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Annual SH stats entry

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This is my annual stats post: a whole bunch of statistics and thoughts regarding the Strange Horizons fiction department. (If you want to compare over time, see 2005, 2006, and 2007.) Nothing here has anything to do with any other SH department; it's only for fiction.

Submission volume, schedule, and response time:

  • We received about 3,400 stories (by 2,626 authors) during the eight months of 2008 in which we were open to submissions. That's an average of nearly 430 stories/month (or about 14 stories a day), up from 370/month in 2007; a 16% increase in monthly volume over last year, but an overall decrease in volume because we were closed for two months longer this year than 2007. And a slightly higher total number of authors submitting.
  • Authors who submitted to us in 2008 sent us an average of about 1.3 stories each this year, a little lower than last year's 1.4. (Presumably because we were closed to subs for two months longer this year, and our response time was much longer; see below.)
  • The highest-volume day in 2008 was 1 July (reopening after a two-month closure), with 73 submissions (last year the highest-volume day, which was our all-time record high at the time, had 40 submissions). The highest-volume week was the week of 1 July, with 175 submissions (up from the previous record high of 161 in the first week of January in 2007). The highest-volume month was July 2008, with 568 submissions (even though January 2008's 494 subs was almost identical to the 492 we received in January 2007). The lowest-volume month was April, with 354 submissions (up about 10% from the lowest-volume months in 2007, which had 324 submissions).
  • Over the whole lifetime of the magazine (since we started taking subs in mid-2000), we've received about 22,639 submissions. That's an average of about 8 and a quarter stories per day (counting only days when we've been open to subs), for 8 and a half years. From a total of about 10,037 authors. (Over that whole time, authors have thus averaged about 2 and a quarter stories apiece; there are a lot of authors who've only ever sent us one story.) So roughly a quarter of all the authors who've ever submitted to us submitted to us this year (though many of this year's authors, of course, had also submitted in previous years). I should note that these numbers count only the stories that make it into our database; most of the badly formatted subs and unsolicited revisions and multiple subs and simsubs (that the author tells us about upfront) and such don't make it into the database at all. (Though a few do, by accident.)
  • We're buying about six months ahead these days; our fiction schedule is almost full through the end of June, 2009. Bear that in mind if you want to send us holiday-themed stories.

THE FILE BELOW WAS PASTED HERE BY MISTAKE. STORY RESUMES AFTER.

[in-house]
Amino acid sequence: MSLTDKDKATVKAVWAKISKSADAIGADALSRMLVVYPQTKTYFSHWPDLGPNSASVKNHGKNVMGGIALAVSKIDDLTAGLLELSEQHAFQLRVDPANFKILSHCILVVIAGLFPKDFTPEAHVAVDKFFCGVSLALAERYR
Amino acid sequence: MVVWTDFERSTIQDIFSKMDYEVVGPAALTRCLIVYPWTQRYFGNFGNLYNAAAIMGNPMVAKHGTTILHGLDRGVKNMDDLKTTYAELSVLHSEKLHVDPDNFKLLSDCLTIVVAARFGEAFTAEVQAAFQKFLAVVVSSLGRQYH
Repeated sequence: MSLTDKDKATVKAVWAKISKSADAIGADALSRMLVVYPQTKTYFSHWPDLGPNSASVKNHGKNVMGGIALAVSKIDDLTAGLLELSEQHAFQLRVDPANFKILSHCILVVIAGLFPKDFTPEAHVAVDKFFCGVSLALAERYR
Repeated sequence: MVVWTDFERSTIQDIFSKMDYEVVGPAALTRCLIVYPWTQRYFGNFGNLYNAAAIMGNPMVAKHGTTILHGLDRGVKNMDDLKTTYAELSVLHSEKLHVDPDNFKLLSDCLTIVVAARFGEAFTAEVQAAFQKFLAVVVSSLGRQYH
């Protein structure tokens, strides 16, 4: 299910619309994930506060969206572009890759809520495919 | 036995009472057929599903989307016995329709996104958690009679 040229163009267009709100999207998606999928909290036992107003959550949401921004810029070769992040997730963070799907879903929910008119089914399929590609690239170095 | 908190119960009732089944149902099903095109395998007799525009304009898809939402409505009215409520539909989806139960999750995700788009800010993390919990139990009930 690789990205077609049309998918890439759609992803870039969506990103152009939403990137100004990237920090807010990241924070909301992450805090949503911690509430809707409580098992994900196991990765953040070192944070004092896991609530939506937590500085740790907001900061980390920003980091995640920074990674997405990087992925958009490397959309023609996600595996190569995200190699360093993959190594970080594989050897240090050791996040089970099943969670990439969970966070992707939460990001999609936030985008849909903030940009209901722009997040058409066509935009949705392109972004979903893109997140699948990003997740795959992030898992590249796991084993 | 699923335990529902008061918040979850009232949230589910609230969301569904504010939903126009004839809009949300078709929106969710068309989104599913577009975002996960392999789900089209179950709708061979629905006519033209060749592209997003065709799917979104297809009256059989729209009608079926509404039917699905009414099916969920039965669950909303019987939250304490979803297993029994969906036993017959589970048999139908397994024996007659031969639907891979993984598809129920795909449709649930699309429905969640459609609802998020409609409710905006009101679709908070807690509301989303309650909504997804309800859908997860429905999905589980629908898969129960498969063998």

• Stories submitted to us in 2008 had an average wordcount of a bit over 3,800. (Which means we received about 13 million words of fiction this year. A Dozois Year's Best Science Fiction volume contains about 300,000 words of fiction. So our submissions had the same wordcount as about 40 of those Year's Bests.) Original (non-reprint) stories we published in 2008 had an average wordcount of about 4160. (Significantly higher than the past couple years, due to a variety of factors.) It's a little misleading for me to juxtapose those numbers, though, because about half the stories we published this year we bought last year.
  • Our average response time during 2008 was a little over 45 days, much longer than it's ever been before. (And in the second half of 2008, it was 52 days.) I'm not at all happy about that--we really dropped the ball on response time in the second half of 2008. I'm hoping that our new editorial assistants will help us keep response time much lower in 2009. Maximum response time in 2008 was 92 days. Minimum response time was 16 days. We went over our 70-day limit on 62 stories; that's only 1.8% of the stories submitted, but it's four times the rate of last year, which was already higher than I'd like. We went over 80 days on six stories; I'm considering raising the official limit to 80 days for accuracy, but I would hate to do that. Anyway, for the time being, we continue to request that authors query us immediately if they haven't heard from us 70 days after submitting. And again, we're hoping to manage response times much better in 2009.

Here are some notes about author gender. As usual, I'm attaching no value judgment to the following stats; in particular, I'm not saying that I or we are proud of any of the following. Please don't make any assumptions from the following stats about how I or we feel about them. If someone else claims that we feel a certain way about them (as has happened in the past), don't listen.

  • Author gender for submissions in 2008: 31-44% of the stories were by female authors; 56-69% by male authors; the ranges are because nearly 13% were by authors of unknown-to-me gender. The percentage of unknown-gender authors went way up this year; not sure why. (It's possible I just did a worse job than usual of marking gender when obvious.) Still, the other percentage ranges have stayed very steady since I started tracking them several years ago, so I'm guessing they were about the same as usual in 2008.